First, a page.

France is turning up the notch on connecting consumers with their local French farmers and organic food in a throwback nod to vending machine-style dining.
If you’re too young to remember automats, and I’m guessing you are, here's the deal: The automat was a pretty simple healthy(ish) precursor to today’s fast food. Picture restaurants that look kind of like giant vending machines, with seating. This is the automat. You’d cruise up to a wall of vending windows filled with plates of food. You eye the window of choice, say one with a steamy hot Salisbury steak, mashed potatoes, and creamed spinach (that’s what they ate back in the day, I’m pretty sure), drop in your nickel (!) and pull out the meal. Voila. No ordering into a loudspeaker or trying to eat while you drive. And a lot more fun than eating at your desk, ahem. (Automats are so kitschy there’s even a Google group for fans of automats in film.)
Now, the automat concept is getting a much-needed upgrade, where else but in the food capital of the world: France.
According to Vice, a café in the north-western quadrant of Paris called Au Bout Du Champ (“At the end of the field”) is reviving the automat to connect consumers with organically grown fruits and vegetables.
While it may seem like a gimmick, it’s actually got a pretty important backstory, one that poses a threat to French farmers. It turns out that despite France's love for real food, supermarkets in France are no different than supermarkets anywhere else in the world in that they’re interested in cheaper food, which for France, means foreign imports. And that’s taking a big toll on French farmers.
“The big distributors have killed small producers in France in the last ten years,” Julian, who began Au Bout Du Champ with friend Joseph, told Vice’s Munchies. “Supermarkets like Monoprix demand cheap prices for food but the fruit and vegetables are not fresh and are imported from places like South America—they’re terrible and it’s not logical. Every weekend, I go to my parent’s house for a traditional Sunday lunch and we always buy well-priced, freshly picked produce from the farmer who has a stall close to the road. In the city there is nowhere to buy such food.”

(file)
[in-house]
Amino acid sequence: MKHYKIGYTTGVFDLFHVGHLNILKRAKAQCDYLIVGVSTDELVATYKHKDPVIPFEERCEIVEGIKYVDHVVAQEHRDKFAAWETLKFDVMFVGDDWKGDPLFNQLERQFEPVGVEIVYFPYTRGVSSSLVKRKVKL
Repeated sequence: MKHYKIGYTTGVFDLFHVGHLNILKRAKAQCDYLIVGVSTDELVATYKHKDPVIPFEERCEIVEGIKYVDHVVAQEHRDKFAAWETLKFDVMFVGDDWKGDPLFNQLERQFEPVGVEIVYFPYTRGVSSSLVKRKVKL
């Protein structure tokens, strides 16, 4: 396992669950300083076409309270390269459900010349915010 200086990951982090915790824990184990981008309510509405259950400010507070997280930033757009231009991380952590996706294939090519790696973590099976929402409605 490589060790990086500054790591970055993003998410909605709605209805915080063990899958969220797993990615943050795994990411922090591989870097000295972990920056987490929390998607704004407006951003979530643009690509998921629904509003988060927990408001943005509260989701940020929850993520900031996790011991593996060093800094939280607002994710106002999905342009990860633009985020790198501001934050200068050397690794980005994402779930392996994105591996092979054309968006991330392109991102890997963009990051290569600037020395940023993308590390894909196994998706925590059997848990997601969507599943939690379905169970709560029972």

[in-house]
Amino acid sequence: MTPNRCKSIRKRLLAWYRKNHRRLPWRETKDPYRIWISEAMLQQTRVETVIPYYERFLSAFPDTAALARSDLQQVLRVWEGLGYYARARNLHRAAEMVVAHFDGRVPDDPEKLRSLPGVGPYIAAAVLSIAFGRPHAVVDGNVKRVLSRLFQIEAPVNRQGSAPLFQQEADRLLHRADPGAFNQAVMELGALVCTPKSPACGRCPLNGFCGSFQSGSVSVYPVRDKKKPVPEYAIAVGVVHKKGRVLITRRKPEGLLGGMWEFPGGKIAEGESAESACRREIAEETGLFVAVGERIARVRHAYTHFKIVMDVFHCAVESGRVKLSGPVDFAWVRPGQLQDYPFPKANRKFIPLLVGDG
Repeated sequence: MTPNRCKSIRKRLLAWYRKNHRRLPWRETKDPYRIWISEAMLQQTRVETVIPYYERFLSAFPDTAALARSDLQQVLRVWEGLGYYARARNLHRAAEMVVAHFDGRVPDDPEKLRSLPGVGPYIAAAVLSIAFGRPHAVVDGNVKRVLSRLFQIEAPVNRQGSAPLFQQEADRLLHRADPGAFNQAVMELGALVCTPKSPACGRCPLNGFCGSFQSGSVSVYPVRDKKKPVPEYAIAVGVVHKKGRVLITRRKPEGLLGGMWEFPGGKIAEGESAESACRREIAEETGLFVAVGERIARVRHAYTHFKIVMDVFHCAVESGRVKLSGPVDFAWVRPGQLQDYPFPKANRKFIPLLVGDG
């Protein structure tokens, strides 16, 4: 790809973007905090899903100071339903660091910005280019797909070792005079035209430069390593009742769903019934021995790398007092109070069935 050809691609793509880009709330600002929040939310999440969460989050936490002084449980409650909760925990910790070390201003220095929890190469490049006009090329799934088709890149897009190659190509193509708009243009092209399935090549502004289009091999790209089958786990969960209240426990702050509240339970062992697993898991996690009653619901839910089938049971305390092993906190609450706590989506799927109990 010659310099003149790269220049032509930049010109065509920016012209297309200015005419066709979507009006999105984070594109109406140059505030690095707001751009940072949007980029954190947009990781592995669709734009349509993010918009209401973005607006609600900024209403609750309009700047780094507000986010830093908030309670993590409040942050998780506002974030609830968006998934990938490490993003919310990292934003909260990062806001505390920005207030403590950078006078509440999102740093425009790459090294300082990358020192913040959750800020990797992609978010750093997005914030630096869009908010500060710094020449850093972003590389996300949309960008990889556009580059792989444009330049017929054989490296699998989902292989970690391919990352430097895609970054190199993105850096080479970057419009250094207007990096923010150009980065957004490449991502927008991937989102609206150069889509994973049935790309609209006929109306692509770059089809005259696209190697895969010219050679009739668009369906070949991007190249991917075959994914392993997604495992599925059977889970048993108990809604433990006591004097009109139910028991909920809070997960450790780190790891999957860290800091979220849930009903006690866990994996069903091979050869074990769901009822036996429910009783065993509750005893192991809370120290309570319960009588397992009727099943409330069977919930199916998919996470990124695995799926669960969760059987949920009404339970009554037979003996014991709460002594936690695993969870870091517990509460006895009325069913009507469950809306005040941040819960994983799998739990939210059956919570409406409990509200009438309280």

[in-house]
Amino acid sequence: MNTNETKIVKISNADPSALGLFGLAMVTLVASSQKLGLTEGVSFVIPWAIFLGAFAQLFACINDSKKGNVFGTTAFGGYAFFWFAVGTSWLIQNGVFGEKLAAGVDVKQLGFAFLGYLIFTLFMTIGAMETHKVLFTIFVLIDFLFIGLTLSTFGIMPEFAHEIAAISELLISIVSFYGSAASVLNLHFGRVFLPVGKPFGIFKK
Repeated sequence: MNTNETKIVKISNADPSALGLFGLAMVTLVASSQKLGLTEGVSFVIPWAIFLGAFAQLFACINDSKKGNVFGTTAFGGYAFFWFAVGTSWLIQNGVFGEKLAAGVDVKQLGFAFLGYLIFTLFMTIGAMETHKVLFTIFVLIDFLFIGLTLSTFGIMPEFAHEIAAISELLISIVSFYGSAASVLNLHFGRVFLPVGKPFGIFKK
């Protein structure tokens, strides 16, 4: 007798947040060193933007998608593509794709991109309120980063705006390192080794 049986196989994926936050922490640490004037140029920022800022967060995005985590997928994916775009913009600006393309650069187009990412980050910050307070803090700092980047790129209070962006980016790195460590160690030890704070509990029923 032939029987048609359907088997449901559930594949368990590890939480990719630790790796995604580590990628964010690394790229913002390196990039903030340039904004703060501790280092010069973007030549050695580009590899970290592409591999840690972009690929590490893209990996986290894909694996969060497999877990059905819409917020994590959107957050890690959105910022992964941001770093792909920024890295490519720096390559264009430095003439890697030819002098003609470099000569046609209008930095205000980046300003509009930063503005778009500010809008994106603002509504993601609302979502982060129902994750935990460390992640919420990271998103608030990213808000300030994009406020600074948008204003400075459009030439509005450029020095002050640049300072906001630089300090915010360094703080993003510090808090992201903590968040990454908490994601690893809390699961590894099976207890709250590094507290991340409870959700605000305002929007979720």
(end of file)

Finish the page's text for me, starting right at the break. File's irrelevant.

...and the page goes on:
Now, at Au Bout Du Champ, the automat contains “organic fresh fruit, vegetables, and eggs sourced from the Île-de-France area, no more than 50 kilometres outside of the city,” reports Vice.
While local growers still set up shop at the city’s bustling farmers markets, the automat is yet another way to connect French consumers to locally produced food. And for the busy French consumer, it's quicker than strolling through a farmers market, which as anyone who’s spent time in one knows, can totally suck away hours of your day. Especially if it's strawberry season. And until French farmers can get more support from the country’s supermarkets, there may be more automats popping up, keeping the French-grown food in front of the French people, where it belongs.
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Image: HD Valentin